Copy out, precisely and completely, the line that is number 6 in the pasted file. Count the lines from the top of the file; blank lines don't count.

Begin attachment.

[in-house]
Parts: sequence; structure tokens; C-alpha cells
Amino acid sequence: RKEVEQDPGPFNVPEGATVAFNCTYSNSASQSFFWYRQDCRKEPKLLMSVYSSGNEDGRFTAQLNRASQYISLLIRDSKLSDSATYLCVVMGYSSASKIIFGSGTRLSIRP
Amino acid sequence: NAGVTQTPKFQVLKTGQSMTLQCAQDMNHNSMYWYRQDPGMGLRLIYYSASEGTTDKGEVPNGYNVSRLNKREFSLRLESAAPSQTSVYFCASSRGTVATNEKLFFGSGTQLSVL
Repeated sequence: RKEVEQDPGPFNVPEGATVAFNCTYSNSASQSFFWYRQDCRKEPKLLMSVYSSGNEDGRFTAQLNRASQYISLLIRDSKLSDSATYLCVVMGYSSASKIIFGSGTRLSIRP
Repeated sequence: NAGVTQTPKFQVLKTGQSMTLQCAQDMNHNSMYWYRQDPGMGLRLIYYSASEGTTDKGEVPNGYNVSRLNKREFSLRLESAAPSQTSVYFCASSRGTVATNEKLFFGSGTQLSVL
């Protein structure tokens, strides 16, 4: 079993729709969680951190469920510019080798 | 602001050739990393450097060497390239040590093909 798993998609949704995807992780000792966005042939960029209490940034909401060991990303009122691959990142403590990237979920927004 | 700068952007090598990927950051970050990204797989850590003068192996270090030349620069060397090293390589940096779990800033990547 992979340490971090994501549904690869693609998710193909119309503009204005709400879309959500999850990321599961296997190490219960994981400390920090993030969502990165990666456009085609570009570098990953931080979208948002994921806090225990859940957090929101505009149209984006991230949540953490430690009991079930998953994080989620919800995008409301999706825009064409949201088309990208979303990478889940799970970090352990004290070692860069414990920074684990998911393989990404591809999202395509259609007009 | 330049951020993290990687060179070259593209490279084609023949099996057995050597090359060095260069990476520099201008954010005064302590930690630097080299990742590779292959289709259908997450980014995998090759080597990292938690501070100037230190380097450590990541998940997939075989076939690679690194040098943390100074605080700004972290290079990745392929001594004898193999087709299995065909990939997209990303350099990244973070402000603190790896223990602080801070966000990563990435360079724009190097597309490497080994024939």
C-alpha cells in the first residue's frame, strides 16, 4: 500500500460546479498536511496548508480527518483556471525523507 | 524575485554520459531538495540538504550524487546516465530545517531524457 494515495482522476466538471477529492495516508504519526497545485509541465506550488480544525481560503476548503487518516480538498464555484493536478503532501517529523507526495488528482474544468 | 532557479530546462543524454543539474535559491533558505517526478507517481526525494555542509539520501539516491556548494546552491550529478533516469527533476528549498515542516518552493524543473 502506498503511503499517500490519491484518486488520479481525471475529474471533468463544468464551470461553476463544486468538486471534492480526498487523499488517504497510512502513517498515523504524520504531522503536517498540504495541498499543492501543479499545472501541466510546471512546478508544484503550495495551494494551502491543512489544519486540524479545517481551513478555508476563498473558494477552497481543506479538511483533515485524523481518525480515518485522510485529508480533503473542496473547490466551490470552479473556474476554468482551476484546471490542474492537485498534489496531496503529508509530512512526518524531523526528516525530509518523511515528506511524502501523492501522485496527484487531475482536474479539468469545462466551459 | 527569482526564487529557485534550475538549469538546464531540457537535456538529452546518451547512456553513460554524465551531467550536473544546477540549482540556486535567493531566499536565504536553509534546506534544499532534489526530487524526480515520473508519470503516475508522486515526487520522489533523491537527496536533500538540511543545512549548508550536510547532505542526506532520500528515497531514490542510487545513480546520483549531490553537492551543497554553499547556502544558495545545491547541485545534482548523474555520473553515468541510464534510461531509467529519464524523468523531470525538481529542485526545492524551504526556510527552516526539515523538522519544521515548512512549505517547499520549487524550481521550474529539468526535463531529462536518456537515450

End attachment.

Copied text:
Repeated sequence: NAGVTQTPKFQVLKTGQSMTLQCAQDMNHNSMYWYRQDPGMGLRLIYYSASEGTTDKGEVPNGYNVSRLNKREFSLRLESAAPSQTSVYFCASSRGTVATNEKLFFGSGTQLSVL